Skip to content

Digital advocacy

Since the first-ever UN International Day of the Girl Child in 2012, the UN has drawn our attention to a variety of topics affecting girls around the world.  While some issues affect certain parts of the world more than others, it’s important to remember that domestic issues deserve your attention just as much as global issues. 

This year, the UN has chosen to spotlight girls’ empowerment with the slogan “Digital generation. Our generation.  which acknowledges the reality of girls today.  This slogan is why your children need to know about Julia Bluhm:  In defence of teenage self-esteem, she took to the digital realm to ask major media outlets to change their photoshop practices.   Julia’s story is a prime example of how the digital age has made advocacy more accessible for kids and teens to be heard and influence change.

So who is Julia Bluhm?

Julia Bluhm is a teenage ballet dancer and body image activist.  At age 14, she successfully convinced the editor-in-chief of Seventeen Magazine, an American magazine for teenage girls,  to feature images of real girls and healthy models without digital manipulation.  To capture the attention of Seventeen, Julia collaborated with a friend to create a video showcasing the honest feedback of their classmates to the immaculate portrayals of teenage girls and women inside the magazine.  The video was posted to an online platform that enabled the collection of petitions endorsing her request for Seventeen to give girls images of real girls by having at least one spread free of digital enhancements each month. 

When it came to the issue of body image and self-esteem, these were issues that were pertinent to herself and the entire generation of young girls she’s growing up with.  Julia wasn’t sure that she would successfully change the behaviour of a mega-media outlet like Seventeen, but she also asked herself: They do so much to promote self-esteem for young girls, so why wouldn’t they consider this request?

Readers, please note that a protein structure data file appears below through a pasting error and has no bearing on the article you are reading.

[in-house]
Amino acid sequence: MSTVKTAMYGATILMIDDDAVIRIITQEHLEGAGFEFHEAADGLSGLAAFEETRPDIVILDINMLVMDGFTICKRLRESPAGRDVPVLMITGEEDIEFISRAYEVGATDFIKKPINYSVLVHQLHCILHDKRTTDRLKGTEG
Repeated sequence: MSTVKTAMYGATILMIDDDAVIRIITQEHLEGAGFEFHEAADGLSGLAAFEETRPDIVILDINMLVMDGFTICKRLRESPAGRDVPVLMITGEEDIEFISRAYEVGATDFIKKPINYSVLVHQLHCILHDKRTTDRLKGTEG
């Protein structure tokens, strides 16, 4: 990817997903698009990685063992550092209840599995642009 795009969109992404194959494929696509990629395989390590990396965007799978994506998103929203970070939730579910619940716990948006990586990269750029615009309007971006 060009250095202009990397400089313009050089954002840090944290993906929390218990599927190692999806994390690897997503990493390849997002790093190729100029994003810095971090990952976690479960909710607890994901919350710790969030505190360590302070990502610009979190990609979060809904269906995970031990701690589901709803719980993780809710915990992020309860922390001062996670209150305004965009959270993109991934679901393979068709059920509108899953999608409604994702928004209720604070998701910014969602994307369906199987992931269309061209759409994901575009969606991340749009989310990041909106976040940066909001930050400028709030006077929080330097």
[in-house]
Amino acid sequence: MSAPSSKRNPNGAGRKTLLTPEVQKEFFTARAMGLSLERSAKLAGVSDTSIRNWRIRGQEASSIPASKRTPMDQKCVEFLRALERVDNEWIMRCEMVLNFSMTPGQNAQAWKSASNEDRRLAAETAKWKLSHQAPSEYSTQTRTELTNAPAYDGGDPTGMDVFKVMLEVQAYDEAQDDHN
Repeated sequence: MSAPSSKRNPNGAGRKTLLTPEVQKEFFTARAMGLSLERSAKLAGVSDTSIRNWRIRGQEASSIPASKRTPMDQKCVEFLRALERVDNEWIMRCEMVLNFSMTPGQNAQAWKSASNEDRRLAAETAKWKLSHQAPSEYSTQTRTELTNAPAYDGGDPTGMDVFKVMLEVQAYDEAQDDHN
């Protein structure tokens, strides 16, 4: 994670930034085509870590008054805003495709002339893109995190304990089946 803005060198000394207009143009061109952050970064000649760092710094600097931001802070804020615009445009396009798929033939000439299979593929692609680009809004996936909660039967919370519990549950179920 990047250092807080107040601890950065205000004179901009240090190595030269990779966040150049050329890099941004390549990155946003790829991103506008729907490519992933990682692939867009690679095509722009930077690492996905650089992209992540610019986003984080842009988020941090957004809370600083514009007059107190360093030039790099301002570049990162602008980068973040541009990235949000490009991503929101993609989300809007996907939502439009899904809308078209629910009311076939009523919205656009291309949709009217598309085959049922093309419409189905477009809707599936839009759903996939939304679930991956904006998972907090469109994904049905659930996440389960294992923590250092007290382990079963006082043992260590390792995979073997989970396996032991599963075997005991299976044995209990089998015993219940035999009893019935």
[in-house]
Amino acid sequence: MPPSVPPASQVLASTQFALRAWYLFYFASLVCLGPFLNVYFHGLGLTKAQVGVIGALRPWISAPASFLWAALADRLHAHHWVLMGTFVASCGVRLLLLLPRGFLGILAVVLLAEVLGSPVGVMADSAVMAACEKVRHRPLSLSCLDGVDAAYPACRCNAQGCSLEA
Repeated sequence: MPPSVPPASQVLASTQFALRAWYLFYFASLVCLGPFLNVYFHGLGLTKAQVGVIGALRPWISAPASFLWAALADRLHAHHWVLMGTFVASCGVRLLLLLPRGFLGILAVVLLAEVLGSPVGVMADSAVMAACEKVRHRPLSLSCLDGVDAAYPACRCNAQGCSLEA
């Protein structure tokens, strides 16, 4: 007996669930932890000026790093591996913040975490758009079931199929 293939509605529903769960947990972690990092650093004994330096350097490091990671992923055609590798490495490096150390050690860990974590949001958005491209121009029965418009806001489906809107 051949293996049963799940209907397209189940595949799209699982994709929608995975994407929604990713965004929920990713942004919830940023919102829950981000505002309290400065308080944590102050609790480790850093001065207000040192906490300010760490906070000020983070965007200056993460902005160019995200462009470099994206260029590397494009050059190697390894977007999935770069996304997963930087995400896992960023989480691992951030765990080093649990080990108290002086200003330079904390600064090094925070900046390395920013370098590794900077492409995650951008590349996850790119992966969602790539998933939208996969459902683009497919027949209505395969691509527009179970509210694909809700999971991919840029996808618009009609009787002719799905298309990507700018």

The petition for change yielded over 86,000 digital signatures - a clear call to action that Seventeen could not ignore.  Julia wasn’t one voice.  She demonstrated that she was part of a huge choir that was so loud that other media giants, including Teen Vogue and even retailers like H&M, took notice.  Julia’s campaign provided hard evidence of what teens all over the nation really wanted.

So what does this mean?

In 2023, the internet will be the ripe age of 40!  And even though social media and other digital platforms can’t boast of such maturity, every child today lives with these things deeply embedded into the fabric of their everyday lives.  Their reality is a genuinely digital age with ultra connectivity and powerful devices which means that they will need all the help they can get to navigate this brave new world.  Though Julia’s story is one that demonstrates ​the power of the internet to amplify a voice, it’s worth noting that the campaign’s success can also be credited to nuggets of good judgment behind the scenes.  Julia chose a credible platform and made a request that was both reasonable and feasible.  Her communications were polite, respectful, and presented her case in the best possible light.  Rather than keeping abreast of the latest developments in technology, it’s helping to develop sound judgement and respect that kids need us most.

This week, I leave you with these words from Julia herself:

Next article Try it! How do you measure the speed of the wind?

Leave a comment

* Required fields